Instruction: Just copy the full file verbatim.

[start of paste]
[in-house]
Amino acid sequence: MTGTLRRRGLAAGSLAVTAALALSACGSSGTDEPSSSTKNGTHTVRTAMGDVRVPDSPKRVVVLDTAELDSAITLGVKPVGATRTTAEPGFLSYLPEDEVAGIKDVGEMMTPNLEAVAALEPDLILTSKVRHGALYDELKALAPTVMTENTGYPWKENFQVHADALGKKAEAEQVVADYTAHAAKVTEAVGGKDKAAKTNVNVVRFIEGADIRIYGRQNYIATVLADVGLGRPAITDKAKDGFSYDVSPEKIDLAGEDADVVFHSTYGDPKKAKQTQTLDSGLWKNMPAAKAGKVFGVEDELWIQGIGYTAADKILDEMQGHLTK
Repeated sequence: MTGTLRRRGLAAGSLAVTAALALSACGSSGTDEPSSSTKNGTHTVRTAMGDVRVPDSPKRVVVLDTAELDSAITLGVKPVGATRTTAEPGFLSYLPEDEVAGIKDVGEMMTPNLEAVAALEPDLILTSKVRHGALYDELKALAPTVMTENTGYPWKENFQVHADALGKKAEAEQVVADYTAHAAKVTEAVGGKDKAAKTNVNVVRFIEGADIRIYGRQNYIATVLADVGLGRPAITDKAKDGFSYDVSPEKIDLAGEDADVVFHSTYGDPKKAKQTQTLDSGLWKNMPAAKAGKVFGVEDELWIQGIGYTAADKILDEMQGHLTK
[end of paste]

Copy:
[in-house]
Amino acid sequence: MTGTLRRRGLAAGSLAVTAALALSACGSSGTDEPSSSTKNGTHTVRTAMGDVRVPDSPKRVVVLDTAELDSAITLGVKPVGATRTTAEPGFLSYLPEDEVAGIKDVGEMMTPNLEAVAALEPDLILTSKVRHGALYDELKALAPTVMTENTGYPWKENFQVHADALGKKAEAEQVVADYTAHAAKVTEAVGGKDKAAKTNVNVVRFIEGADIRIYGRQNYIATVLADVGLGRPAITDKAKDGFSYDVSPEKIDLAGEDADVVFHSTYGDPKKAKQTQTLDSGLWKNMPAAKAGKVFGVEDELWIQGIGYTAADKILDEMQGHLTK
Repeated sequence: MTGTLRRRGLAAGSLAVTAALALSACGSSGTDEPSSSTKNGTHTVRTAMGDVRVPDSPKRVVVLDTAELDSAITLGVKPVGATRTTAEPGFLSYLPEDEVAGIKDVGEMMTPNLEAVAALEPDLILTSKVRHGALYDELKALAPTVMTENTGYPWKENFQVHADALGKKAEAEQVVADYTAHAAKVTEAVGGKDKAAKTNVNVVRFIEGADIRIYGRQNYIATVLADVGLGRPAITDKAKDGFSYDVSPEKIDLAGEDADVVFHSTYGDPKKAKQTQTLDSGLWKNMPAAKAGKVFGVEDELWIQGIGYTAADKILDEMQGHLTK